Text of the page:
NEN farm school (NFS) started on 28th October 2021 at Chizami with 19 participants from 3 states (Nagaland, Meghalaya and Assam) with the theme Bridging the Farm-To-Plate Gap. The farm school is designed to engage and reconnect young people to local food and farming systems and to revisit the diversity of food and its Cultural, Social, Spiritual, Health and Political significance. It aims at creating awareness amongst young people to help them better understand our food system and to be responsible consumers and citizens; and to know our right to healthy food that is produced through ecologically sound and sustainable methods and our right to own our food and agriculture system.
A presentation on understanding local and sustainable systems for food, nutrition and livelihood by Akole Tsuhah, NEN Nagaland State Coordinator, on the first day was a good way to introduce the concept of farm school to participants. She highlighted the multiple sources of our food, that comes from forest, kitchen garden, water bodies, jhum and terrace fields. She underlined the importance of knowing how our foods are produced, what we consume and what we are putting back into the soil.
Seno Tsuhah, Honorary Member, NEN in her session on indigenous knowledge and practices in relation to food politics, emphasised on the importance of local food and farming systems in an age where we are becoming increasingly dependent on food that is controlled by a few corporations. She highlighted that indigenous knowledge is a living knowledge, passed down to us by our fore-parents. it is an open source, providing information for everyday life, sustainable ecosystem management with ethical and practical implications for social relations and relations between humans and nature. She underlined that the journey towards a food secure future starts with each one of us and to achieve this, it is critical to use a system that is ecological and sustainable.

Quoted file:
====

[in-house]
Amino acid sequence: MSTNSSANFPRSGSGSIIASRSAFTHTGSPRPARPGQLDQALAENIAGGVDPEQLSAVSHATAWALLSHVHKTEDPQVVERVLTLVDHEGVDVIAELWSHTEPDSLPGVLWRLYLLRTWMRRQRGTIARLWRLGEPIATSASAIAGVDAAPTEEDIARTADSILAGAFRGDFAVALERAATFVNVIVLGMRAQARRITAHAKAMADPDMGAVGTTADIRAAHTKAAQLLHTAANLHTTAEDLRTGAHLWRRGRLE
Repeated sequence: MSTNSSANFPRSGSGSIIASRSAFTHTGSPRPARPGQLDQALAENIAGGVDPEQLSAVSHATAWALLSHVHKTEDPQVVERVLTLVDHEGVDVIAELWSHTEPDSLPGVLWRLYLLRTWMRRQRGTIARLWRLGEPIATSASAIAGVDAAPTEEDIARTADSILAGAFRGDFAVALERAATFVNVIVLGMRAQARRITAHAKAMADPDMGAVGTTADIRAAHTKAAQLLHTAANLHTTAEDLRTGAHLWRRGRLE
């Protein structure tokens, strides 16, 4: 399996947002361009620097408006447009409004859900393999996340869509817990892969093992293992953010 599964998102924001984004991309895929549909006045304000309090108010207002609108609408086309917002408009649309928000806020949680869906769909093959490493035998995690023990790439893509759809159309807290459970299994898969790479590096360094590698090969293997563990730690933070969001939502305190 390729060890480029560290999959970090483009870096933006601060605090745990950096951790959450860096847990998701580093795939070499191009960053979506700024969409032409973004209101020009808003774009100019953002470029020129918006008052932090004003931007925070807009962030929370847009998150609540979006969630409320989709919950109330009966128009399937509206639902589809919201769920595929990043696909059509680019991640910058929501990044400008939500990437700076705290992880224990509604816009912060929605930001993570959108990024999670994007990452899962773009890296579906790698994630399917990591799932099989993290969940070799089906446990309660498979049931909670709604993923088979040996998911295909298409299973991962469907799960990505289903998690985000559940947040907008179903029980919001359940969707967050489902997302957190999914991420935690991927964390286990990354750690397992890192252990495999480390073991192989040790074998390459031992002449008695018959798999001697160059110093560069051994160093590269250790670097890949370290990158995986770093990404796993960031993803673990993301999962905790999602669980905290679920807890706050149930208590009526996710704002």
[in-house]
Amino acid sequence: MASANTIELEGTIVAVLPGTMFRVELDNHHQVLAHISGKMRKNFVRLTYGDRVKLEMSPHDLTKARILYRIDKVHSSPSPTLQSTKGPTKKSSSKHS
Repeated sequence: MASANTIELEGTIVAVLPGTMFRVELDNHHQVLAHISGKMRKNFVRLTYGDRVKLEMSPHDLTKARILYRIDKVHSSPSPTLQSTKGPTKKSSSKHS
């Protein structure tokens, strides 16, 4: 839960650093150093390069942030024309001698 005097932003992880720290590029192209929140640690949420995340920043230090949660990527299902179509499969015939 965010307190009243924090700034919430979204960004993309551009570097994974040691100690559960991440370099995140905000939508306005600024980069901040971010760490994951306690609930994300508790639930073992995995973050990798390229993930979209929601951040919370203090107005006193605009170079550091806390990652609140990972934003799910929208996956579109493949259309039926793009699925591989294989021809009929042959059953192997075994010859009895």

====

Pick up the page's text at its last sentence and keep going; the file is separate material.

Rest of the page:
Other highlights included the importance of understanding soil presented by Adikhwe-u Wezah, Community knowledge holder from Chizami. She emphasised the importance of maintaining soil health as a foundation of our food production. She demonstrated types of soil and the varieties of crops grown on each soil type, and shared about plants that repair degraded soils or increases soil fertility. She also highlighted that in the face of climate change, those crops that were usually planted in March and April now don’t germinate well in some soil types and therefore they are changing the sowing cycle to August.
Participants also had hands on experience on vermin-culture composting and soil-less nursery management. Other activities conducted during farm school were, Agro biodiversity walk & foraging uncultivated and wild edibles, backyard poultry for food and livelihood, food processing using local ingredients, storytelling with community elders at a Mapumo, and a visit to the community seed bank.